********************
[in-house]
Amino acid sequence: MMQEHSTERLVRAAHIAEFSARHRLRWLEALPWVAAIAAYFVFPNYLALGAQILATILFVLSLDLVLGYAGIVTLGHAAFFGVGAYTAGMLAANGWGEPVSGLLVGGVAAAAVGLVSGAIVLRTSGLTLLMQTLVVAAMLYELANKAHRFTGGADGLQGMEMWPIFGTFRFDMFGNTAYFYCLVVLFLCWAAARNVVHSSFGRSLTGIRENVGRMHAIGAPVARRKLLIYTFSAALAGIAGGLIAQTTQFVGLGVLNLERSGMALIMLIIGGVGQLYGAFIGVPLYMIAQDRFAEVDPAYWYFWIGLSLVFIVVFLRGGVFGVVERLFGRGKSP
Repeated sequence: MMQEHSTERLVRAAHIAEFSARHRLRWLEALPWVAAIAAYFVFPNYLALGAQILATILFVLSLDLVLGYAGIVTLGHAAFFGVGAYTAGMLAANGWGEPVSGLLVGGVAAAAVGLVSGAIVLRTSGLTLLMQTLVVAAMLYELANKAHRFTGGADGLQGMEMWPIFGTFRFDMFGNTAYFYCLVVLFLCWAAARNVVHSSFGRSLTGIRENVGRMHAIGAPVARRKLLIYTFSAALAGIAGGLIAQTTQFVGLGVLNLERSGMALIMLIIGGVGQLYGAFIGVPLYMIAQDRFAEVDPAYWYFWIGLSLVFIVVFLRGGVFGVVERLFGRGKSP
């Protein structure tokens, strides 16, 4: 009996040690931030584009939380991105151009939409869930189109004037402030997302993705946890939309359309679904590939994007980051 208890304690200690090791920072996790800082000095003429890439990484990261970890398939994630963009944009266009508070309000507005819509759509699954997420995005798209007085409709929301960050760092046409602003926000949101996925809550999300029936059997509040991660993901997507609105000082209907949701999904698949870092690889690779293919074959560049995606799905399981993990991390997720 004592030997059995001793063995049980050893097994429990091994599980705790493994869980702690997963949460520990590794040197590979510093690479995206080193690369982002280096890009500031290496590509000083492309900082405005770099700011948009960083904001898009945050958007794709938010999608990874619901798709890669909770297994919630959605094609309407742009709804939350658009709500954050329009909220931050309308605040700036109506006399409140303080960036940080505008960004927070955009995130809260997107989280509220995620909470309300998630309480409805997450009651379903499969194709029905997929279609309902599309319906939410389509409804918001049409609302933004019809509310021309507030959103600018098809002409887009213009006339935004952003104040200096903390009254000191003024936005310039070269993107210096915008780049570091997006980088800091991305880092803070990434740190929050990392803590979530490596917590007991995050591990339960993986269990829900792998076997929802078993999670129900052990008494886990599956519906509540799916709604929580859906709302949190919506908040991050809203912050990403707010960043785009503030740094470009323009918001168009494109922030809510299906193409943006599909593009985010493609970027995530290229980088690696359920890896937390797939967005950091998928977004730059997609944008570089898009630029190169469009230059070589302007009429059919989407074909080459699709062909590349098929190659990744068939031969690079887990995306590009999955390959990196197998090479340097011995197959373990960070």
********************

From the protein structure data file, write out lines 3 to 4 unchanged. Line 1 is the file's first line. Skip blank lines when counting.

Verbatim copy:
Repeated sequence: MMQEHSTERLVRAAHIAEFSARHRLRWLEALPWVAAIAAYFVFPNYLALGAQILATILFVLSLDLVLGYAGIVTLGHAAFFGVGAYTAGMLAANGWGEPVSGLLVGGVAAAAVGLVSGAIVLRTSGLTLLMQTLVVAAMLYELANKAHRFTGGADGLQGMEMWPIFGTFRFDMFGNTAYFYCLVVLFLCWAAARNVVHSSFGRSLTGIRENVGRMHAIGAPVARRKLLIYTFSAALAGIAGGLIAQTTQFVGLGVLNLERSGMALIMLIIGGVGQLYGAFIGVPLYMIAQDRFAEVDPAYWYFWIGLSLVFIVVFLRGGVFGVVERLFGRGKSP
């Protein structure tokens, strides 16, 4: 009996040690931030584009939380991105151009939409869930189109004037402030997302993705946890939309359309679904590939994007980051 208890304690200690090791920072996790800082000095003429890439990484990261970890398939994630963009944009266009508070309000507005819509759509699954997420995005798209007085409709929301960050760092046409602003926000949101996925809550999300029936059997509040991660993901997507609105000082209907949701999904698949870092690889690779293919074959560049995606799905399981993990991390997720 004592030997059995001793063995049980050893097994429990091994599980705790493994869980702690997963949460520990590794040197590979510093690479995206080193690369982002280096890009500031290496590509000083492309900082405005770099700011948009960083904001898009945050958007794709938010999608990874619901798709890669909770297994919630959605094609309407742009709804939350658009709500954050329009909220931050309308605040700036109506006399409140303080960036940080505008960004927070955009995130809260997107989280509220995620909470309300998630309480409805997450009651379903499969194709029905997929279609309902599309319906939410389509409804918001049409609302933004019809509310021309507030959103600018098809002409887009213009006339935004952003104040200096903390009254000191003024936005310039070269993107210096915008780049570091997006980088800091991305880092803070990434740190929050990392803590979530490596917590007991995050591990339960993986269990829900792998076997929802078993999670129900052990008494886990599956519906509540799916709604929580859906709302949190919506908040991050809203912050990403707010960043785009503030740094470009323009918001168009494109922030809510299906193409943006599909593009985010493609970027995530290229980088690696359920890896937390797939967005950091998928977004730059997609944008570089898009630029190169469009230059070589302007009429059919989407074909080459699709062909590349098929190659990744068939031969690079887990995306590009999955390959990196197998090479340097011995197959373990960070």